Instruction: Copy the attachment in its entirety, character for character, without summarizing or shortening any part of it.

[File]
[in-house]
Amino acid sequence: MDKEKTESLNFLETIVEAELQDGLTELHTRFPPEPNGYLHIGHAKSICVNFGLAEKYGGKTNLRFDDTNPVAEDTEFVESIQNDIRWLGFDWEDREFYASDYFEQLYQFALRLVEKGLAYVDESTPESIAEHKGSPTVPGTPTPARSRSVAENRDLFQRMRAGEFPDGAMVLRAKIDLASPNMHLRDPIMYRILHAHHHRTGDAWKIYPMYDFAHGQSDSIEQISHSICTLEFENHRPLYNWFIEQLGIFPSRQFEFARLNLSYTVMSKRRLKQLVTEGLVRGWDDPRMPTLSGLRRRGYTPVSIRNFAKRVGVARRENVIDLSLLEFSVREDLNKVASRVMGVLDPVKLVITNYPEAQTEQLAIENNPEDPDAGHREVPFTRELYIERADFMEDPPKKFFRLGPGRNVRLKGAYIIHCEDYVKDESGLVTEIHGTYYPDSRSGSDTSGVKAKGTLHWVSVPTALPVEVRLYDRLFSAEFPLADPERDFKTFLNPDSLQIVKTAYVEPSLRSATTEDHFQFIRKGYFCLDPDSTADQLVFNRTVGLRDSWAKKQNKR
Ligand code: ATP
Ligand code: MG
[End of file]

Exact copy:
[in-house]
Amino acid sequence: MDKEKTESLNFLETIVEAELQDGLTELHTRFPPEPNGYLHIGHAKSICVNFGLAEKYGGKTNLRFDDTNPVAEDTEFVESIQNDIRWLGFDWEDREFYASDYFEQLYQFALRLVEKGLAYVDESTPESIAEHKGSPTVPGTPTPARSRSVAENRDLFQRMRAGEFPDGAMVLRAKIDLASPNMHLRDPIMYRILHAHHHRTGDAWKIYPMYDFAHGQSDSIEQISHSICTLEFENHRPLYNWFIEQLGIFPSRQFEFARLNLSYTVMSKRRLKQLVTEGLVRGWDDPRMPTLSGLRRRGYTPVSIRNFAKRVGVARRENVIDLSLLEFSVREDLNKVASRVMGVLDPVKLVITNYPEAQTEQLAIENNPEDPDAGHREVPFTRELYIERADFMEDPPKKFFRLGPGRNVRLKGAYIIHCEDYVKDESGLVTEIHGTYYPDSRSGSDTSGVKAKGTLHWVSVPTALPVEVRLYDRLFSAEFPLADPERDFKTFLNPDSLQIVKTAYVEPSLRSATTEDHFQFIRKGYFCLDPDSTADQLVFNRTVGLRDSWAKKQNKR
Ligand code: ATP
Ligand code: MG